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Hebrew Book Week opens today throughout the country as a sort of annual ritual in which we remind ourselves that we are the People of the Book. Originally, it was a Zionist cultural idea, a Hebrew Book Week with emphasis on the Hebrew that still needed encouragement and consolidation in an immigrant society. In recent years, however, Hebrew Book Week has turned into an event that is all about marketing. Although everyone declares that the culture of Hebrew literature is all-important, everyone is also paying careful attention to the screeches of credit card presses issuing receipt after receipt.

But there is no reason to complain. The Hebrew book is a product, too, which if not sold will delay the publication of another book. What is at times exasperating is the hypocrisy that attends the act. As if it were degrading to sell and market books and to stoop so low. As if a Hebrew book deserves better treatment. On the contrary, if the publishers think a Hebrew book deserves cultural respect, they should act as such all year long: They ought to be scrupulous about quality and good taste and proofreading and translation. In fact, Hebrew Book Week is a commercial opportunity - mass exposure of what is hidden in the warehouse, tempting discounts and all the rest.

If there is any cultural significance to Hebrew Book Week, it lies in the public relations aspect: It is an opportunity - one that is entirely artificial and fabricated, but one with tradition, all the same - to deal for a week (which for commercial reasons lasts 10 days, in order to include two Saturday nights) in that thing that we call a book. Because of Hebrew Book Week, there is a chance that books will be the subject of the news section, and maybe even get prime-time exposure on TV. Everyone will act as if the book is an important matter. Seemingly a product that should have become extinct because of television and the Internet, but actually a cultural phenomenon that behaves as if it still has a long life ahead of it.

Hebrew Book Week is also the era of surveys. Most of them are held among the same 500 respondents from all of the right socio-demographic cross sections. And as they do every year, they find that women read more than men, and the more educated and wealthy the respondents, the more they read. Anyone surprised?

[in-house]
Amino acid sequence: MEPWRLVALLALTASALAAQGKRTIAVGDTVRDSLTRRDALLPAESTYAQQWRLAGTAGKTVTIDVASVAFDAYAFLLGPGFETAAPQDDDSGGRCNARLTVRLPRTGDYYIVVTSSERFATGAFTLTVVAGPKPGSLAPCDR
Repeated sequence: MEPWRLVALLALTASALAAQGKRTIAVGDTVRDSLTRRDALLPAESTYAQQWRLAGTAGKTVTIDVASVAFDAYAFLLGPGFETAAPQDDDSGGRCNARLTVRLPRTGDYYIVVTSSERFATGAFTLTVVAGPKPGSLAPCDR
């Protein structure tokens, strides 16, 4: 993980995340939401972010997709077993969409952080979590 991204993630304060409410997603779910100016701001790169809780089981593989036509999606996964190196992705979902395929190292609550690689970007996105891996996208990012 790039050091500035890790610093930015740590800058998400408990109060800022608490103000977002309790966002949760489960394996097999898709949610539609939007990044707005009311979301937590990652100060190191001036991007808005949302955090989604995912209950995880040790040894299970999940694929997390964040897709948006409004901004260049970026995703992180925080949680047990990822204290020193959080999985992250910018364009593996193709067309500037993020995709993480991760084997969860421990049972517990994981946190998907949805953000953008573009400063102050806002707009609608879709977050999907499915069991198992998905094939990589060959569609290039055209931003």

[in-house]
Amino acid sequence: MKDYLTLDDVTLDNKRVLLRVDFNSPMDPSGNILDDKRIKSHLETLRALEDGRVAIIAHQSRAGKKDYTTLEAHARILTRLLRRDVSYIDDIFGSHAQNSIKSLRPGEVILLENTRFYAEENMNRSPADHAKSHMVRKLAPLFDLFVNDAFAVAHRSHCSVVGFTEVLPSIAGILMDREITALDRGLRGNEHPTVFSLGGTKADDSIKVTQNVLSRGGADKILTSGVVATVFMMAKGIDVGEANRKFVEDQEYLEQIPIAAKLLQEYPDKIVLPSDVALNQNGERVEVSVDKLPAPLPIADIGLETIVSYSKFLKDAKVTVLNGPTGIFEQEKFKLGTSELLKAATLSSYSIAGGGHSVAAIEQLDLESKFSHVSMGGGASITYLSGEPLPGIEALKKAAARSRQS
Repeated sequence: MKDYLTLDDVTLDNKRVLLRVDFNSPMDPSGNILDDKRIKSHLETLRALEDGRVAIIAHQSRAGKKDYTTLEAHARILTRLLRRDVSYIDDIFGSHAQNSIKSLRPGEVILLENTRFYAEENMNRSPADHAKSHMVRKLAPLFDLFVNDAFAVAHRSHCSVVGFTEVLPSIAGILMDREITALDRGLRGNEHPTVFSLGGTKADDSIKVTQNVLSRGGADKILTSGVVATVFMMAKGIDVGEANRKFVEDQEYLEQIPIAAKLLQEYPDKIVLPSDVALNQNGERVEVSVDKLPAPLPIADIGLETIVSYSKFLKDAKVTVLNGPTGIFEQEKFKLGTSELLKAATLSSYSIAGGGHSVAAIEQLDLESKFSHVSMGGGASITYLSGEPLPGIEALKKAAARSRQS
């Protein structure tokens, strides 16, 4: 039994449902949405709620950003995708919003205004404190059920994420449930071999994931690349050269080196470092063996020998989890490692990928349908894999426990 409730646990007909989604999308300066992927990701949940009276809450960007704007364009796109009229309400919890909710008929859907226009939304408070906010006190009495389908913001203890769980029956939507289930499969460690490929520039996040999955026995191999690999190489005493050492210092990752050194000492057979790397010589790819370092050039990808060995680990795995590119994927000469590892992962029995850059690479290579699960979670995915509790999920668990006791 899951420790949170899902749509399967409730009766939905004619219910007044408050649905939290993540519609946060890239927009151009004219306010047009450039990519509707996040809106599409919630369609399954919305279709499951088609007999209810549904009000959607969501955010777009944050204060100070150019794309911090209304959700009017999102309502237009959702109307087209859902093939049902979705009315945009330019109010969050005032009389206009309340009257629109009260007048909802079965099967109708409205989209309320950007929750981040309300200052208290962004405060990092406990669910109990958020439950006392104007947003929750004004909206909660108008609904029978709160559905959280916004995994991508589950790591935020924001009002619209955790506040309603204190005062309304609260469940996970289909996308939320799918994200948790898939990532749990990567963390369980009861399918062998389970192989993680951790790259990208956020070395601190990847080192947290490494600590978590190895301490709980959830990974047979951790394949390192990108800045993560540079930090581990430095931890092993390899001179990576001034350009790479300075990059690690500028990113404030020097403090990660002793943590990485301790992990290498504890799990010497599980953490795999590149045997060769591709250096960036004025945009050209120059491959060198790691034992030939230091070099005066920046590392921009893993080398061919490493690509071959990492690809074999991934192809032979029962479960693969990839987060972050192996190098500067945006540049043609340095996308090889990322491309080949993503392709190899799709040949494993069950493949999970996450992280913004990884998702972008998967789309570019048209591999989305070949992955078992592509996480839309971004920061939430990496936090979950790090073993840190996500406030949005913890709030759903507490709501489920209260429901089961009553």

The more interesting finding - since it is at least based on concrete fact - is about the number of books published in Israel. There is a factual base here, because every publisher is obliged by law to deposit two copies of every new book in the National Library. Although it is difficult to enforce the law, it seems publishers comply.

According to statistics compiled by the National Library, 5,183 books were published in Hebrew last year (89 percent of them were originally written in Hebrew, the rest were translated). About 10 percent of these books are publications of government branches, some of which cannot be considered "books." Therefore, for the past 15 years or so, only about 4,500 books have been published annually in Israel - a magical number of sorts, which remains constant despite all the vicissitudes of time.

But what is no less interesting is the data accompanying this dry statistic: About 21 percent of all books published last year in Hebrew were issued by and for the religious and ultra-Orthodox sectors. This reflects the quantitative weight of this public in the population, although these books do not come to the attention of the public at large throughout the year.

The last finding of these statistics is truly sad - providing it is based on fact (assuming that Arabic publishers comply with the Books Law). Based on the records of the National Library, in 2004 there were only 62 new titles in Arabic, representing 1 percent of the total (there were 114 new titles in Russian, and 616 in English). The previous year, the number was 103. Although this is a matter for Arab Book Week, a book, in any language, is still a book.

A happy Hebrew Book Week to all. If I were you, I would invest in a Hebrew book, because the expense is relatively small, and the return is incalculable. It may not be a realizable asset, but it an investment with an ever-lasting effect.